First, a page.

How to Identify Great Volunteers
Also consider the topic for employees: Selecting (Hiring) New Employees

Orienting and Training Volunteers

If the nature of the volunteer's work is very basic and routine, then a volunteer might require only a very basic and general introduction to the organization and task they are to complete. In contrast, if the nature of the volunteer's work is rather complex, eg, supervising patients in a particular setting in a health facility, then the volunteer will likely require a complex orientation to the organization and also training about, eg, policies and procedures, how to respond to particular situations, when to ask for help, how to use certain facilities, etc.
Volunteer Training and Development Got You Down? Consider Going Online
Also consider the topic for employees: Employee Orientation Programs
Also consider the topic for employees: Training Basics for Supervisors and Learners

Supervising Volunteers (Retaining, Feedback and Motivation, Evaluating, Rewarding, and Firing Volunteers)

Supervision includes a variety of activities, eg, establishing goals with the volunteer, observing the volunteer's activities to achieve the goals, providing guidance so the volunteer achieves the goals effectively and efficiently (ie, has strong "performance"), evaluates the volunteer's performance, rewards strong performance, addresses any performance issues, and fires the volunteer, if necessary. Some supervisors are also closely involved in staffing analysis, development of job descriptions, recruiting, selecting, and orienting and training, as well. The activities to establish goals and provide guidance are usually considered to be the activities of delegation. If the goals are specifically assigned to the volunteer, with little or no involvement from the volunteer, and the supervisor closely watches the volunteer (rather than generally guides them) and provides specific directions, then those activities might more aptly be described as work directing, rather than delegating.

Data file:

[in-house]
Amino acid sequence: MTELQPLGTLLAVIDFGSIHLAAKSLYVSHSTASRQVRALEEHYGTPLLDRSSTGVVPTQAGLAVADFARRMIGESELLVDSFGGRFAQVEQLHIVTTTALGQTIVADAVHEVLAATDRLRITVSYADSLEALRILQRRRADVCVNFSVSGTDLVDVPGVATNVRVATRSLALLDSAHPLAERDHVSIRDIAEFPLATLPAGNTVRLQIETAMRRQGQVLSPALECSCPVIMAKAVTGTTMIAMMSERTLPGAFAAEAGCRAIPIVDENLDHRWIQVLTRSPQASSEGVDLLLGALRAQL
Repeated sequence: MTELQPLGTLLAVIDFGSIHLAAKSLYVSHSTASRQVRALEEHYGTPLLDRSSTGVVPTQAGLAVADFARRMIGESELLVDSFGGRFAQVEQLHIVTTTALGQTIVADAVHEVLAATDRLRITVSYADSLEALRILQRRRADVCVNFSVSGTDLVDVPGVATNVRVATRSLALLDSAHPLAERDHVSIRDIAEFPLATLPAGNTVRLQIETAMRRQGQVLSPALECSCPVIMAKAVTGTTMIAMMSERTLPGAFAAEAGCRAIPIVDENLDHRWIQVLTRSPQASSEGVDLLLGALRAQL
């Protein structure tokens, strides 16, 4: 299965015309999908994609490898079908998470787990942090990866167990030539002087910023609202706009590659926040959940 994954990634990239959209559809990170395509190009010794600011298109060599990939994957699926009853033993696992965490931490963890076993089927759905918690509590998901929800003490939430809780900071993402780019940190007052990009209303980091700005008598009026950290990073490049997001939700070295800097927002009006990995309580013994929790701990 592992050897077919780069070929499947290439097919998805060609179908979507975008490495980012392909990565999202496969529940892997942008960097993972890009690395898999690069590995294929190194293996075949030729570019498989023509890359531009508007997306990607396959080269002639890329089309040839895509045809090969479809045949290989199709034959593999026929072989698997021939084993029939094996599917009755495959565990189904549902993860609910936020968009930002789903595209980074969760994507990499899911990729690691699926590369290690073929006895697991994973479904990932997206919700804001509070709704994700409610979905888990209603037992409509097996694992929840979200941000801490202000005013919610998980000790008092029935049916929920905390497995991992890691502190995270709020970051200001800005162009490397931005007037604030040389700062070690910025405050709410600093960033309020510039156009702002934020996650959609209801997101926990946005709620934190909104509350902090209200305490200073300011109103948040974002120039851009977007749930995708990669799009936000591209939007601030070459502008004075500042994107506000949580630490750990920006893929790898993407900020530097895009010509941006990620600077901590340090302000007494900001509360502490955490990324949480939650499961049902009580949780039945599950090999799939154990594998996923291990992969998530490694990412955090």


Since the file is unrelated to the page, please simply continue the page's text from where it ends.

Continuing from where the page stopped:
Supervision and Delegation

Supporting, Recognizing and Challenging Volunteers
Seven Steps to Effective Volunteer Support
How to Get the Best from Your Volunteer Workforce
Management and Supervision
Volunteers, Part I: What Makes them Stay?
Volunteers, Part II: What Makes them Leave?
Strategies for Dealing with Unreliable Volunteers
Setting Goals for Your Volunteer Program
5 Critical Questions for Your High Performing Team of Volunteers or Employees
Also consider the topic for employees: Delegating
Also consider the topic for employees: Establishing Performance Goals

Retaining Volunteers

Volunteer Retention
Manage Staff and Volunteer Turnover
Also consider the topic for employees: Retaining Employees

Giving Feedback and Motivating

Also consider the topic for employees: Observation and Feedback
Also consider the topic for employees: Coaching
Also consider the topic for employees: Morale (Boosting)
Also consider the topic for employees: Motivating
3-Step Communications to Re-engage Volunteers
Motivating and Thanking Volunteers


Also consider the topic for employees: Evaluating Performance